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Friedrich Merz attends the closed meeting of the CSU parliamentary group in the Bundestag at Andechs Monastery, Germany.

Sven Hoppe/dpa via Reuters Connect

Germany’s Merz steps into controversy

Friedrich Merz has reminded Germany and the world that his center-right establishment party, the Christian Democratic Union, is now in a tight spot. The party leader suggested in an interview televised on Sunday that the CDU would be open to partnering with the hard-right Alternative für Deutschland party, at least at the local level.

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AfD holds "Future for Germany" rally in Erfurt.

IMAGO/Karina Hessland via Reuters Connect

Why is Germany’s far right surging?

For extremely obvious reasons, it’s always a little unsettling when the far-right is having a good moment in German politics.

That’s exactly what’s happening now as the avowedly anti-immigrant and Euroskeptic Alternative for Deutschland Party, known as AfD, is now neck-and-neck with the Social Democrats, the party of Chancellor Olaf Scholz. The AfD, which is polling at 19% (to the SPD’s 20%), is closing in on becoming the country’s second most popular political faction. The Christian Democratic Union Party still holds the top spot at 27%.

What explains AfD’s recent upward trajectory, and what does it tell us about the state of German politics 18 months after former Chancellor Angela Merkel left the stage, ending 16 years at the helm?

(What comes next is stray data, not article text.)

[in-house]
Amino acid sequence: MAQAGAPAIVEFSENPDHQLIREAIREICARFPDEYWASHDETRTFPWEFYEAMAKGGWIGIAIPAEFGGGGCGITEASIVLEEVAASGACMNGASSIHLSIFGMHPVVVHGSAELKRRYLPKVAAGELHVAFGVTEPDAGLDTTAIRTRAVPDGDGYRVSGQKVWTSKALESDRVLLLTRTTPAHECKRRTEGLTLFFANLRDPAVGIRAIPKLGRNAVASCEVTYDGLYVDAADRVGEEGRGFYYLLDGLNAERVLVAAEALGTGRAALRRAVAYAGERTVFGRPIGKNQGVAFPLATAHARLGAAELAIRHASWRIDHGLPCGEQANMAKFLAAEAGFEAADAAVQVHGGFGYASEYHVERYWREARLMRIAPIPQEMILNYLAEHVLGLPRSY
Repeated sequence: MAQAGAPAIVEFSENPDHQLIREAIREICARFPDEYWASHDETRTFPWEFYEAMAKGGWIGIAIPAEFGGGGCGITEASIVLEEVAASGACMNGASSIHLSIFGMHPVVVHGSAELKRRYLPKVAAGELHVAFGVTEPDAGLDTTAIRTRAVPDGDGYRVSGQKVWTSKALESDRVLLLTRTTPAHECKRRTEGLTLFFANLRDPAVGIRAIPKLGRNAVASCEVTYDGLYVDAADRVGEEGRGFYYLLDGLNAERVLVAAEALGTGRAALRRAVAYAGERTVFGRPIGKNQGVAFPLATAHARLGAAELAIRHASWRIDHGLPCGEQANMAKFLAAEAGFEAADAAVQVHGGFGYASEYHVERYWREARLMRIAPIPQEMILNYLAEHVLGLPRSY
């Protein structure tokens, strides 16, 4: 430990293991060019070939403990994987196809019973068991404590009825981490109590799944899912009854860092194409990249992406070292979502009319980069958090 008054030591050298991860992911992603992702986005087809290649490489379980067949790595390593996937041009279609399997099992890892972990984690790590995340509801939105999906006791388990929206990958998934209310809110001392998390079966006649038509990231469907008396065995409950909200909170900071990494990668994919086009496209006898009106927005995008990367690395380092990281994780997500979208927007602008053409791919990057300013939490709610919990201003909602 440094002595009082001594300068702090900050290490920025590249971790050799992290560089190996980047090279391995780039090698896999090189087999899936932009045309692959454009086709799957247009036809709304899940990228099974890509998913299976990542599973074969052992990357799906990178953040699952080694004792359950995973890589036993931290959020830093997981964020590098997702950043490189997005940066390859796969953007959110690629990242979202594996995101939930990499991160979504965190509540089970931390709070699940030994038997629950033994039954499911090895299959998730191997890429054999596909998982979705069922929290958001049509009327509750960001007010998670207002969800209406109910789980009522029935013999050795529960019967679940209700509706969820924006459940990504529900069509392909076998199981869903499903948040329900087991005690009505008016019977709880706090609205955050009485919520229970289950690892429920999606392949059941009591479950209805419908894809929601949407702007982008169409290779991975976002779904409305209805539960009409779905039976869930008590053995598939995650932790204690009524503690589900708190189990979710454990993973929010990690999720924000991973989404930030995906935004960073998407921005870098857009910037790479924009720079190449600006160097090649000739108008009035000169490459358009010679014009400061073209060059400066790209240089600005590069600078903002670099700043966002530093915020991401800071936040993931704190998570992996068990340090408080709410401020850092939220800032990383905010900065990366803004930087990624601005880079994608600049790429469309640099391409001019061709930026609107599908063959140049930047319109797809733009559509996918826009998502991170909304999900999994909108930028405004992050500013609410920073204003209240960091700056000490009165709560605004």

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Police secures the area in Berlin after 25 suspected members and supporters of a far-right group were detained during raids across Germany.

REUTERS/Christian Mang

What We’re Watching: German coup plotters, Peru’s self-coup, Xi’s Saudi visit, TSMC’s big investment

A thwarted German Jan. 6?

Is there a single German word for "narrowly averted right-wing coup attempt"? We aren't sure, but on Wednesday German authorities arrested 25 people accused of belonging to a domestic terror organization with plans to overthrow the government and replace it with German nobility in a throwback to pre-Weimar times. Some 3,000 police conducted raids in several German states as well as in Austria and Italy, detaining people associated with the Reichsbürger, a right-wing German conspiracy group, the far-right Alternativ für Deutschland party, and at least one Russian citizen. You’ll likely remember that a member of the AfD – a euroskeptic party that has capitalized on anti-immigrant sentiment in recent years to grow its base – tweeted after the Jan. 6 riot at the US Capitol that "Trump is fighting the same political fight — you have to call it a culture war." Harboring beliefs that Germany is being run by a “deep state'' (sound familiar?), the group reportedly planned to launch an armed attack on the Reichstag, Germany’s parliament. This is just the most recent reflection of a far-right extremist problem in Deutschland. Last year, the German government placed the AfD under surveillance for its far-right extremist affiliations, and early this year the government found that more than 300 employees in Germany's security apparatus harbored far-right views.

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